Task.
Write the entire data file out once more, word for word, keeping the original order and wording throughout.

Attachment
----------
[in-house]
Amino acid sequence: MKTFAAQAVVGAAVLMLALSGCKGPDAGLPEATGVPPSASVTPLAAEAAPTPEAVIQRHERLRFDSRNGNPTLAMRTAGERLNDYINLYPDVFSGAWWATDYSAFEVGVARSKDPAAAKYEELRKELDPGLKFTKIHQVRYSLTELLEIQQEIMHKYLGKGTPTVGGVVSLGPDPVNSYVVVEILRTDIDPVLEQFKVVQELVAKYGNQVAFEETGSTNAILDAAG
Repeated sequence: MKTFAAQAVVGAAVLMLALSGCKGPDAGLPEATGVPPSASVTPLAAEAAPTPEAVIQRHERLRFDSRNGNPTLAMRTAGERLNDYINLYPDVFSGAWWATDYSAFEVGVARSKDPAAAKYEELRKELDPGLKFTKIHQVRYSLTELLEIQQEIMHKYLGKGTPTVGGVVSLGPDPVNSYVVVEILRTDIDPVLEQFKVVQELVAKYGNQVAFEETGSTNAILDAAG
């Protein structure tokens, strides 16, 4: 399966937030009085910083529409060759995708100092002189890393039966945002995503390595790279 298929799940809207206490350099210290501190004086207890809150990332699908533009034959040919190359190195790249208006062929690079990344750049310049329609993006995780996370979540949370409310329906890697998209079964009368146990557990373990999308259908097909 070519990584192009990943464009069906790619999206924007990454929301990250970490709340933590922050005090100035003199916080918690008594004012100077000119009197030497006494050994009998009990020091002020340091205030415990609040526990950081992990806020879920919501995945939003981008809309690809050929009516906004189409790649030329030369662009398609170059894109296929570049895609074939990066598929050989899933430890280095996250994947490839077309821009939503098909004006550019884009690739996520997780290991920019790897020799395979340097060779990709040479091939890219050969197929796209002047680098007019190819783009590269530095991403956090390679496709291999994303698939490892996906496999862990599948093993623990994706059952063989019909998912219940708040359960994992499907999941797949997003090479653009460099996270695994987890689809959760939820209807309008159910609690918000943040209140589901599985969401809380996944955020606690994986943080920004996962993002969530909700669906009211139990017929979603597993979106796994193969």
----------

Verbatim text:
[in-house]
Amino acid sequence: MKTFAAQAVVGAAVLMLALSGCKGPDAGLPEATGVPPSASVTPLAAEAAPTPEAVIQRHERLRFDSRNGNPTLAMRTAGERLNDYINLYPDVFSGAWWATDYSAFEVGVARSKDPAAAKYEELRKELDPGLKFTKIHQVRYSLTELLEIQQEIMHKYLGKGTPTVGGVVSLGPDPVNSYVVVEILRTDIDPVLEQFKVVQELVAKYGNQVAFEETGSTNAILDAAG
Repeated sequence: MKTFAAQAVVGAAVLMLALSGCKGPDAGLPEATGVPPSASVTPLAAEAAPTPEAVIQRHERLRFDSRNGNPTLAMRTAGERLNDYINLYPDVFSGAWWATDYSAFEVGVARSKDPAAAKYEELRKELDPGLKFTKIHQVRYSLTELLEIQQEIMHKYLGKGTPTVGGVVSLGPDPVNSYVVVEILRTDIDPVLEQFKVVQELVAKYGNQVAFEETGSTNAILDAAG
């Protein structure tokens, strides 16, 4: 399966937030009085910083529409060759995708100092002189890393039966945002995503390595790279 298929799940809207206490350099210290501190004086207890809150990332699908533009034959040919190359190195790249208006062929690079990344750049310049329609993006995780996370979540949370409310329906890697998209079964009368146990557990373990999308259908097909 070519990584192009990943464009069906790619999206924007990454929301990250970490709340933590922050005090100035003199916080918690008594004012100077000119009197030497006494050994009998009990020091002020340091205030415990609040526990950081992990806020879920919501995945939003981008809309690809050929009516906004189409790649030329030369662009398609170059894109296929570049895609074939990066598929050989899933430890280095996250994947490839077309821009939503098909004006550019884009690739996520997780290991920019790897020799395979340097060779990709040479091939890219050969197929796209002047680098007019190819783009590269530095991403956090390679496709291999994303698939490892996906496999862990599948093993623990994706059952063989019909998912219940708040359960994992499907999941797949997003090479653009460099996270695994987890689809959760939820209807309008159910609690918000943040209140589901599985969401809380996944955020606690994986943080920004996962993002969530909700669906009211139990017929979603597993979106796994193969």